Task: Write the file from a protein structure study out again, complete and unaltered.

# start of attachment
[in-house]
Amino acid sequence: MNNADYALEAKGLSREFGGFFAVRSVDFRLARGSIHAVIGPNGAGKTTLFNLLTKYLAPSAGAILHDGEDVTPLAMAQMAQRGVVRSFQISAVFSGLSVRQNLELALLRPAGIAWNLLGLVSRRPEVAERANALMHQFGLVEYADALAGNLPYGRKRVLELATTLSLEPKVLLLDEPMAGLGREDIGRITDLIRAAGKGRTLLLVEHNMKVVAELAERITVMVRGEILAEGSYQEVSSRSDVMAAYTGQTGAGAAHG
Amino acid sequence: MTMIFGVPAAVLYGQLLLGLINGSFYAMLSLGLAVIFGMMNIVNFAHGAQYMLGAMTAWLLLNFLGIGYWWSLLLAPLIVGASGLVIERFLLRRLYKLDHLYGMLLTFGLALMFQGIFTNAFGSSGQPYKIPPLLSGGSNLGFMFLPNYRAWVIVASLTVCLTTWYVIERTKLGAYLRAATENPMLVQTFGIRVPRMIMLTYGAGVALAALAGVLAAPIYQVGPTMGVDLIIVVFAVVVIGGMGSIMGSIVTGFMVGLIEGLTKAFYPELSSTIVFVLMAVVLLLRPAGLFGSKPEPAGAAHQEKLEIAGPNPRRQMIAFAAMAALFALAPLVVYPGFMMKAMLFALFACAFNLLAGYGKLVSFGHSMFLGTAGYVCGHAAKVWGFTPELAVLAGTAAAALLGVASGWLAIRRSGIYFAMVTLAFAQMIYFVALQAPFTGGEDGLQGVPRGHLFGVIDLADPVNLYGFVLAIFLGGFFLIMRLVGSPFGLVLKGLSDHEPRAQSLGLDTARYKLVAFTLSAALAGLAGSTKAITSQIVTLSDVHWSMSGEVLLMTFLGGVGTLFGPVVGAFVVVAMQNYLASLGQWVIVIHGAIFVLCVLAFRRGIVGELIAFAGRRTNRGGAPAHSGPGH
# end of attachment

[in-house]
Amino acid sequence: MNNADYALEAKGLSREFGGFFAVRSVDFRLARGSIHAVIGPNGAGKTTLFNLLTKYLAPSAGAILHDGEDVTPLAMAQMAQRGVVRSFQISAVFSGLSVRQNLELALLRPAGIAWNLLGLVSRRPEVAERANALMHQFGLVEYADALAGNLPYGRKRVLELATTLSLEPKVLLLDEPMAGLGREDIGRITDLIRAAGKGRTLLLVEHNMKVVAELAERITVMVRGEILAEGSYQEVSSRSDVMAAYTGQTGAGAAHG
Amino acid sequence: MTMIFGVPAAVLYGQLLLGLINGSFYAMLSLGLAVIFGMMNIVNFAHGAQYMLGAMTAWLLLNFLGIGYWWSLLLAPLIVGASGLVIERFLLRRLYKLDHLYGMLLTFGLALMFQGIFTNAFGSSGQPYKIPPLLSGGSNLGFMFLPNYRAWVIVASLTVCLTTWYVIERTKLGAYLRAATENPMLVQTFGIRVPRMIMLTYGAGVALAALAGVLAAPIYQVGPTMGVDLIIVVFAVVVIGGMGSIMGSIVTGFMVGLIEGLTKAFYPELSSTIVFVLMAVVLLLRPAGLFGSKPEPAGAAHQEKLEIAGPNPRRQMIAFAAMAALFALAPLVVYPGFMMKAMLFALFACAFNLLAGYGKLVSFGHSMFLGTAGYVCGHAAKVWGFTPELAVLAGTAAAALLGVASGWLAIRRSGIYFAMVTLAFAQMIYFVALQAPFTGGEDGLQGVPRGHLFGVIDLADPVNLYGFVLAIFLGGFFLIMRLVGSPFGLVLKGLSDHEPRAQSLGLDTARYKLVAFTLSAALAGLAGSTKAITSQIVTLSDVHWSMSGEVLLMTFLGGVGTLFGPVVGAFVVVAMQNYLASLGQWVIVIHGAIFVLCVLAFRRGIVGELIAFAGRRTNRGGAPAHSGPGH